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Anti-Ahmadi pogrom alive and well
The Jakarta Post
For decades, the violence against the followers of the Ahmadiyah sect has continued without an end in sight. The Jakarta Post’s Arghea Desafti Hapsari explores the root causes of the violence by visiting several Ahamdiyah enclaves in the archipelago. Here are the stories:
Aftermath: Two members of the police mobile brigade guard houses ransacked by a mob in an Ahmadiyah community center in the Ciampea subdistrict of Bogor, West Java, in this photo taken on Oct. 1, 2010. Non-assimilation into the community by some members of the Ahmadiyah Islamic sect has been cited as among the triggers for the attacks by mainstream Islamic mobs. JP/Theresia Sufa
Empty barren houses sit with their windows shattered and walls half torn down while a yellow police line encircles the fence, warning off those who would trespass.
The houses are separated by a dirt road running a few hundreds meters from other houses in Ketapang hamlet in Gegerung village, West Lombok, West Nusa Tenggara.
Every once in a while the owners return from a refugee shelter in the provincial capital Mataram — where they have taken shelter since 2006 — to tend to their farms and guard what is left of their homes.
The ransacked houses are among the countless witnesses to the unfolding tragedy of the endless persecution of the Ahmadiyah faith and its 200,000 followers across the archipelago.
While early incidents of violence against the Ahmadis by mainstream Islamic hardliners — who insist Ahmadiyah is heretical — date back to the early 1950s, it was not until 2005 that the hostility intensified dramatically. In 2010 alone, there were at least 10 recorded attacks against the minority sect.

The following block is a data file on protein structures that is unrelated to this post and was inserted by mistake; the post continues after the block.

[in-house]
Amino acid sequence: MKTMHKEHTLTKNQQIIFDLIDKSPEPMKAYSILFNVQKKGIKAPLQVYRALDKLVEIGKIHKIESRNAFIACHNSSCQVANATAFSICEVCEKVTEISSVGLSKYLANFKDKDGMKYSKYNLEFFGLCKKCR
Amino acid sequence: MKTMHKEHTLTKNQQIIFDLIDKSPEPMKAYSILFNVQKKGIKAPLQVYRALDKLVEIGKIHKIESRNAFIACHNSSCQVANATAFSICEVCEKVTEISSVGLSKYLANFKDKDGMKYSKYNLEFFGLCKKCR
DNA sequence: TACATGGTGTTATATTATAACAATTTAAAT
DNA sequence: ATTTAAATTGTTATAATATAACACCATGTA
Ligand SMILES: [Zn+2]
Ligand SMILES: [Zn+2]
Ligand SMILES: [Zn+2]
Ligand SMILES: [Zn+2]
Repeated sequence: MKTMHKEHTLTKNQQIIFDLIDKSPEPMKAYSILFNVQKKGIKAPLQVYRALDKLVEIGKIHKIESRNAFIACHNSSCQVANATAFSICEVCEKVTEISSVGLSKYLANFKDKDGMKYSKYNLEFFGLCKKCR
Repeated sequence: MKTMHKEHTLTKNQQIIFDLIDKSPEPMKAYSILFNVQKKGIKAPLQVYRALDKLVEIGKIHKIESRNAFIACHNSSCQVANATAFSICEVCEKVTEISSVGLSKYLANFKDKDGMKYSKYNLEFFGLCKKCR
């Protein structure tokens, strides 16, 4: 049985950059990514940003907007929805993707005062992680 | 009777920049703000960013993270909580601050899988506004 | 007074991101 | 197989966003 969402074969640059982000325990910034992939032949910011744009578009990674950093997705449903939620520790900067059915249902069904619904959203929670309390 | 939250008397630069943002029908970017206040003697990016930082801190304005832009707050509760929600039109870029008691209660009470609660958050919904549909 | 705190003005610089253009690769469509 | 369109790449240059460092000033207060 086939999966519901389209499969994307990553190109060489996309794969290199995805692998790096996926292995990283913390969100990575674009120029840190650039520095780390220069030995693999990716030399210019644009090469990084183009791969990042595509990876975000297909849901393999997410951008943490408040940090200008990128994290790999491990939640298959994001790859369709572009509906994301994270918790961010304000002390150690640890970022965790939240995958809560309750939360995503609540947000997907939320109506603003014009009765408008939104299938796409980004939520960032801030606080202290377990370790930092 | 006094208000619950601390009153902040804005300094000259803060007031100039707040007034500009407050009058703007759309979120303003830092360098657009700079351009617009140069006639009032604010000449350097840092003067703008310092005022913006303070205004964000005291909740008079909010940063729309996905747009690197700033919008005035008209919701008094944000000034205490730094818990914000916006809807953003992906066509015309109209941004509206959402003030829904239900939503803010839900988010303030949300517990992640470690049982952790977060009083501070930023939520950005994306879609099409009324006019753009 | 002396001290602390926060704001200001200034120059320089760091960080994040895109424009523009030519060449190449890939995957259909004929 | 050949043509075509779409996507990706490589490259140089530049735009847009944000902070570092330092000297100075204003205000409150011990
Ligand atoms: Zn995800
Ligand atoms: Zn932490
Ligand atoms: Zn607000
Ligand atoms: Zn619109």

While the Ahmadis identify themselves as Muslims and follow the Koran, they believe Mirza Ghulam Ahmad, who founded the sect in 1889, was a prophet and also the messiah. This goes against the belief of mainstream Muslims who insist Muhammad was the last prophet.
But the root causes of violence may not be limited to differences in theological interpretation, a claim regularly spouted by hardliners.
Allegations that Ahmadis tend not to assimilate into the general population have also played a great role in fuelling mainstream resentment against them.
The locals in a hamlet in Pancor village, East Lombok, West Nusa Tenggara, recounted how the Ahmadis set themselves apart from the other villagers.
The hamlet was the scene of several attacks on the Ahmadis in 2002 that forced 83 Ahmadi families to flee their houses and take refuge in Mataram.
“That’s where the houses of the Ahmadis were,” Fitri, a resident of Kampung Baru Baluo, a hamlet in the heart of Pancor, points out to plots run over by wild bushes hiding the stone foundations that were once houses.
The abandoned land is located close to the hamlet perimeter.
“They built a cluster of houses there. When they had new members, they would buy them plots of land nearby to build houses,” Fitri said.
“The locals knew them of course. After all, we were neighbors long before the attacks.”
Another local, speaking on condition of anonymity, said the locals were never really close to the Ahmadis as the latter were viewed as being different.
She said the Ahmadis never visited other residents in the hamlet.
“In turn we never visited them as well,” she said, adding that residents’ interactions with the Ahmadis were limited to the marketplace.
Similar stories were also shared by Gegerung village residents, who forced local Ahmadis out of their homes in Ketapang hamlet in 2006 due to allegations that they did not want to assimilate.
In November last year, Ahmadis planned to return to Ketapang only to be evicted again at the request of Gegerung residents, despite exhortations by Ketapang hamlet leader Muntahar that the Ahmadis did get along with other residents.
He recounted a time when Ahmadis helped other villagers build the village mosque.
“They even contributed money for the construction,” he said. “However, the money was returned once the locals found out about the difference in doctrines.”
Allegations of non-assimilation have also plagued Ahmadis in Parung, Bogor, where the sect built a 15-hectare compound to house followers.